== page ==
SI Vault
 
THE BEST AND THE BRIGHTEST
E.M. Swift
August 31, 1987
LEST WE FORGET, THERE IS A LOT MORE TO BEING A TOP COLLEGE FOOTBALL PLAYER NOWADAYS THAN BLITZING AND BLOCKING, RUSHING AND RECEIVING
Decrease font Decrease font
Enlarge font Enlarge font
August 31, 1987

The Best And The Brightest

LEST WE FORGET, THERE IS A LOT MORE TO BEING A TOP COLLEGE FOOTBALL PLAYER NOWADAYS THAN BLITZING AND BLOCKING, RUSHING AND RECEIVING

View CoverRead All Articles View This Issue
1 2 3 4

Gaines was Vanderbilt's top tackier last season, with 119, 81 solo. At 6 feet, 233 pounds, he is one of the strongest players in the country for his size. Gaines can bench-press 420 pounds and squats an incredible 661 pounds. A phys-ed major, Gaines, whose brother Greg is the starting linebacker for the Seattle Seahawks, hasn't taken a week off from weight training in six years.

Gary Richard of Pitt will play in our secondary. A communications major with 4.5 speed, Richard, who hails from Denver, likes to read psychology books before going to bed. He is particularly interested in sports psychology. "I've learned about body language, and it helps me," says Richard. "Especially late in the game when receivers are tired, they give off nonverbal clues. If they come out of the huddle slow and their mouthpiece is out, I look for the run. But if they're jumpy and edgy and they come out quick, it's probably going to be a pass."

San Diego State's Clarence Nunn, another of our defensive backs, is among the best in the country. He's a marketing major, and his hobbies include bass fishing and flying kites. "I'm still a kid at heart," he says. Nunn's cheerful nature was sorely tested last year when he failed the NCAA-administered drug test before the Holiday Bowl and was ineligible to play in the game. "Christmas night the athletic director told me I tested positive for methamphetamines. I asked, 'What's that?' He said, 'Speed.' I waited for him to laugh. Then I finally realized, 'You guys are serious.' "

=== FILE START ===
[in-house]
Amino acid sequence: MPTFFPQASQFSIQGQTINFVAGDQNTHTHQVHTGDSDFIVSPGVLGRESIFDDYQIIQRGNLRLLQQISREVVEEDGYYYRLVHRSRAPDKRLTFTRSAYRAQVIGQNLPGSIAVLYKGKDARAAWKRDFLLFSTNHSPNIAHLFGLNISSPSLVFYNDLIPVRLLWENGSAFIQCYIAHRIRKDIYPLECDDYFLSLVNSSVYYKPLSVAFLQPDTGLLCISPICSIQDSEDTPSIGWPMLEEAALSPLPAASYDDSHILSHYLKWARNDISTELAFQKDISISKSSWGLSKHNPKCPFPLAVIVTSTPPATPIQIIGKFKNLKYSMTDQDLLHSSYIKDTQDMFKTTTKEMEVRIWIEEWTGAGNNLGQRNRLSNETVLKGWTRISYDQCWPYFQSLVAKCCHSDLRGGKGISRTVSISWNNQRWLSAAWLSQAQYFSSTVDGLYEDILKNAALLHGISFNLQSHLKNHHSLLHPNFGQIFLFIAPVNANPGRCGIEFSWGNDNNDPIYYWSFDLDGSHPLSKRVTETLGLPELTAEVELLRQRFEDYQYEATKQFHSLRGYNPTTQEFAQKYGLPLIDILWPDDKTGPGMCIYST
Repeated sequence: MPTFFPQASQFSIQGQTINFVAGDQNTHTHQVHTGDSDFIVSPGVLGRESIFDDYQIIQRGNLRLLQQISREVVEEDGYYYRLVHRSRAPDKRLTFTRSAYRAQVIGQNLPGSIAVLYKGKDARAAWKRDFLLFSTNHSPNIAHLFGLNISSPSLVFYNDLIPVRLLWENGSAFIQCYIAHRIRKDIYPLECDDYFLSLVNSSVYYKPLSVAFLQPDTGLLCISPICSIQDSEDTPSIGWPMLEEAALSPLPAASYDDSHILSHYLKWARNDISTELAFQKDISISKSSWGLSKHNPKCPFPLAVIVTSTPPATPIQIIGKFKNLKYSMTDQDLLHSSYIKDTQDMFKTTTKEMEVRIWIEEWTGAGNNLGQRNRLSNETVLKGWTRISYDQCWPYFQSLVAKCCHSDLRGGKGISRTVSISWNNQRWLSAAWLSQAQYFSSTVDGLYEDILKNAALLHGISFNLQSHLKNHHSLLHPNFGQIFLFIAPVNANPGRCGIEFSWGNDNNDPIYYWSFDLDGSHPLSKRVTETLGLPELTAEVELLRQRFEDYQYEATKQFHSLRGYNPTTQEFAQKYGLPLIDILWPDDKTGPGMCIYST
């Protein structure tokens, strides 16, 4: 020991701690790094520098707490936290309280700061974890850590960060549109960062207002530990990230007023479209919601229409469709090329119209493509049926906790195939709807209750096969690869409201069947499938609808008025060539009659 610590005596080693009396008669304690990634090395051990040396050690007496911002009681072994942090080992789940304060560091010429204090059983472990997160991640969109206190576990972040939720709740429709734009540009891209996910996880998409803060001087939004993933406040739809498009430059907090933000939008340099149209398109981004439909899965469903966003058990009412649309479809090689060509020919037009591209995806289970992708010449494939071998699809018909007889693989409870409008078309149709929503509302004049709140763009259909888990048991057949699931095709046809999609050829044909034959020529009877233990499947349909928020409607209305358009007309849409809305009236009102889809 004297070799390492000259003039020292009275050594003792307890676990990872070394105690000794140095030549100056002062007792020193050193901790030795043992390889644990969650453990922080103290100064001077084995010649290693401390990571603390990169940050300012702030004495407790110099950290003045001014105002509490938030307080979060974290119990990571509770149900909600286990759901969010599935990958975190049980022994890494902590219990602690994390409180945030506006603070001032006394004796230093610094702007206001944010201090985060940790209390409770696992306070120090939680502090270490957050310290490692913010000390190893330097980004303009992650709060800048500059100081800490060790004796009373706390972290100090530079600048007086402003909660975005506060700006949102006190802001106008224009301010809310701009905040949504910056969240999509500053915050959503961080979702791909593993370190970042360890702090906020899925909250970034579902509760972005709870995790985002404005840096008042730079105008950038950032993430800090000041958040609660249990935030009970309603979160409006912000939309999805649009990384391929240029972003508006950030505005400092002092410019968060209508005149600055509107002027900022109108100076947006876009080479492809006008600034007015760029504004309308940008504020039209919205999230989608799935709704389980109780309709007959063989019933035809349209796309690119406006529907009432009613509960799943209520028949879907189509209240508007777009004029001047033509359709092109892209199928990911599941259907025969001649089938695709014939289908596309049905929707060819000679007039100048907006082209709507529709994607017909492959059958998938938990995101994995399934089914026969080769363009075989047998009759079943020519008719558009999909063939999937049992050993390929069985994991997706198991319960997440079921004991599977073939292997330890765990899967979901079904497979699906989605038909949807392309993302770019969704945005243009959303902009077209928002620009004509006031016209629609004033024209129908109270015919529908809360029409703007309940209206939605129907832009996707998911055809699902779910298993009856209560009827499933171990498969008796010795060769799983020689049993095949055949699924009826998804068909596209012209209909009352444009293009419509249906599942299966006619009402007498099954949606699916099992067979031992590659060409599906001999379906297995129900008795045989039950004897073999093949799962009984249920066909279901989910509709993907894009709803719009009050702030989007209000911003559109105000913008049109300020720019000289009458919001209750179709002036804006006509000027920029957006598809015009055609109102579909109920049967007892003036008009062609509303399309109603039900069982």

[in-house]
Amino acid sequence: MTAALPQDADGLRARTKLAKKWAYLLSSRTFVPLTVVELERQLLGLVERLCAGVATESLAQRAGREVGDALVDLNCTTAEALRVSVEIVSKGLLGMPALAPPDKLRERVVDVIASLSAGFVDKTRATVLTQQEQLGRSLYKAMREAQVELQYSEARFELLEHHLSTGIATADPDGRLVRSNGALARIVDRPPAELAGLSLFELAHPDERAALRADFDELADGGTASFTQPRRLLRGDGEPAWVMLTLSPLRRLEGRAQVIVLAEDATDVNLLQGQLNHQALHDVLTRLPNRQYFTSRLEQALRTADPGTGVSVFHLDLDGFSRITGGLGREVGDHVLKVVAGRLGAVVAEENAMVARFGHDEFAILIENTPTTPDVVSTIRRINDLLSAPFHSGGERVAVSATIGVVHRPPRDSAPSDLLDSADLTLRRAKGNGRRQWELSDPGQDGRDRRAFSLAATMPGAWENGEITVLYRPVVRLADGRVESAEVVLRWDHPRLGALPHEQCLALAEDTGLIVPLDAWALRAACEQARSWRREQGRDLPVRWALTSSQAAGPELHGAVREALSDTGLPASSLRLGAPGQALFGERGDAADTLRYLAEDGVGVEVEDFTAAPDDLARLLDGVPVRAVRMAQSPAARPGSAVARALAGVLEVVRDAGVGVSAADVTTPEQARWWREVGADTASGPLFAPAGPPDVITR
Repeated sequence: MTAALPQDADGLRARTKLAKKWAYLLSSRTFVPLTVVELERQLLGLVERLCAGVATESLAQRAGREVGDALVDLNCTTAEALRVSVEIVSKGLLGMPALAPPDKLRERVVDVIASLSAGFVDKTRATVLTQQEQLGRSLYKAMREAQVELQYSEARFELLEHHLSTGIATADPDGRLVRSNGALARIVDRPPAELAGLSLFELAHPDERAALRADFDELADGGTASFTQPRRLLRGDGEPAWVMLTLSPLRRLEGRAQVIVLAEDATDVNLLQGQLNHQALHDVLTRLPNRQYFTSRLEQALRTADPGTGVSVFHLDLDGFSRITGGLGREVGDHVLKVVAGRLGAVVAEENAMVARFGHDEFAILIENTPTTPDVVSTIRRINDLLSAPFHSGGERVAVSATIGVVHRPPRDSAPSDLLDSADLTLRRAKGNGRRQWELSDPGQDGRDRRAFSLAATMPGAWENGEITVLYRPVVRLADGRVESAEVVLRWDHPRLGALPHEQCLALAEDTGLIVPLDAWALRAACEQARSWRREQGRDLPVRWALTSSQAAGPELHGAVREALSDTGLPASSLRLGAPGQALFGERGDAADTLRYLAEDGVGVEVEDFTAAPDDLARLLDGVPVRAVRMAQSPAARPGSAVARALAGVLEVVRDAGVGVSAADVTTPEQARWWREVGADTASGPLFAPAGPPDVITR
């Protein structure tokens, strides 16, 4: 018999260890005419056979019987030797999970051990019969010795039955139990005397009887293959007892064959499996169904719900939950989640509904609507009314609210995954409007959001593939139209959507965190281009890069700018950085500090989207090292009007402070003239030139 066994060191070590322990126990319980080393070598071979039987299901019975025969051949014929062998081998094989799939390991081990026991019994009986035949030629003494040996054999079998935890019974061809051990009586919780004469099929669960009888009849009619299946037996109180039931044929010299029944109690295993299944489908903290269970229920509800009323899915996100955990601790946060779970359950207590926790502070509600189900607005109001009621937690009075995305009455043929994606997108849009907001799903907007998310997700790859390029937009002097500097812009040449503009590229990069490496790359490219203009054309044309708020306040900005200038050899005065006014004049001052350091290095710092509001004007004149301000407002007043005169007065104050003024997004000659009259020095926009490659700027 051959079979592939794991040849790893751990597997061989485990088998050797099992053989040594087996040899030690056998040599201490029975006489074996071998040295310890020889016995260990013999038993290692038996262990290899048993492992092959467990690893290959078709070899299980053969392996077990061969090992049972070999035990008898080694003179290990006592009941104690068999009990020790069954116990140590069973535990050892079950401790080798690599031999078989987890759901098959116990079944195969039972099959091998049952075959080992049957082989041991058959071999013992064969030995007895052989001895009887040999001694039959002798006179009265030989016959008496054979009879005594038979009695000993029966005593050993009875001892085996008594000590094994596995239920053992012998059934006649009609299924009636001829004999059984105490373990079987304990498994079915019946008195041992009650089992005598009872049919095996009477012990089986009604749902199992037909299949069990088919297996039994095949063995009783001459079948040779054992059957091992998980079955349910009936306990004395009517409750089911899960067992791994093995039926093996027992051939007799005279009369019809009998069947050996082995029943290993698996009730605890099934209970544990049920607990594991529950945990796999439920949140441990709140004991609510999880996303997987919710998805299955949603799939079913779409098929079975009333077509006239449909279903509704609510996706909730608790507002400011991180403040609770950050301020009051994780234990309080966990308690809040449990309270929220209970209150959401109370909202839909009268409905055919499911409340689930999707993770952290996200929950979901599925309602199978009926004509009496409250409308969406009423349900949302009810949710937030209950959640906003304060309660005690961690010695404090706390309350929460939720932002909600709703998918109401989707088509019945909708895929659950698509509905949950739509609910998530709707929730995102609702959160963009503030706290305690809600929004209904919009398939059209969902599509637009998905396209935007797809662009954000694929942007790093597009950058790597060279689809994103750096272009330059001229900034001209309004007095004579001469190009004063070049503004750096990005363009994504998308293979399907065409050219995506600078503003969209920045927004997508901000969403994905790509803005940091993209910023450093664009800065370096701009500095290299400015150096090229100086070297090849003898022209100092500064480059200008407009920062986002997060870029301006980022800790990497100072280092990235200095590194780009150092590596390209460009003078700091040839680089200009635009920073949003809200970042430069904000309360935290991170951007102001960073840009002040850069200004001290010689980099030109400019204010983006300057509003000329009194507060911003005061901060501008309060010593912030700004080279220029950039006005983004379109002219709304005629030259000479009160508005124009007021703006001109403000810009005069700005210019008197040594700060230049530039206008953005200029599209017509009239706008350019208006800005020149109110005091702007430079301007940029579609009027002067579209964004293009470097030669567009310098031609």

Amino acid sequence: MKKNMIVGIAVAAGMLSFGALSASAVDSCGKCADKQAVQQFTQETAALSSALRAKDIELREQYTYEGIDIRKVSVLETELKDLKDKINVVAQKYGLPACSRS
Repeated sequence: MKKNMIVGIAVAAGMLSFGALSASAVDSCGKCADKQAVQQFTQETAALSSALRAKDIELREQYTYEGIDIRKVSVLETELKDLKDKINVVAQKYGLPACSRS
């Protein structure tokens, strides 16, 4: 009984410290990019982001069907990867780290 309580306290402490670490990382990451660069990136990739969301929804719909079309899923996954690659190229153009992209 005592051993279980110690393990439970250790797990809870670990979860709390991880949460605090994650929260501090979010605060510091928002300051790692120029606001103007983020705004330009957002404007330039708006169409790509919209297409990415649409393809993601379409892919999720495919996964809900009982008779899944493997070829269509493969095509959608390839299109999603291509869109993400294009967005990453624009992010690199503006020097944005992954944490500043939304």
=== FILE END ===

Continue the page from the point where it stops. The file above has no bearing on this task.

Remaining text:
Nunn had been using a Vick's nasal inhaler, which contains traceable amounts of methamphetamines, for flu.

"I've never used drugs of any sort," says Nunn, a member of the Campus Crusade for Christ. "But the NCAA's position was, 'We don't care how it got into your system.' It was devastating, to say the least. But it taught me something, too. I had been taking football for granted, and for the first time I realized how quickly it could be taken away. Now I'm working harder than ever."

Duke safety Mike Diminick rounds out the secondary. A 5'10," 180-pound junior, he was second on the Blue Devils in tackles last season with 103. Like Spellacy, Diminick is a member of Volunteers for Youth. A premed student, he has a GPA of 3.875. He is one of the two students on Duke's athletic council, an advisory board to the president.

We've left a few positions open, naturally. We're firm believers in walk-on candidates making good and give each and every one of them a long and equitable look. One thing's for certain: There are some darned good players out there nobody's ever heard of. We're particularly hopeful that a Romance language major from some small soccer-playing nation will suddenly appear to kick our field goals. It's a lovely thought, but no matter. If she doesn't, we'll still have a fine team.

1 2 3 4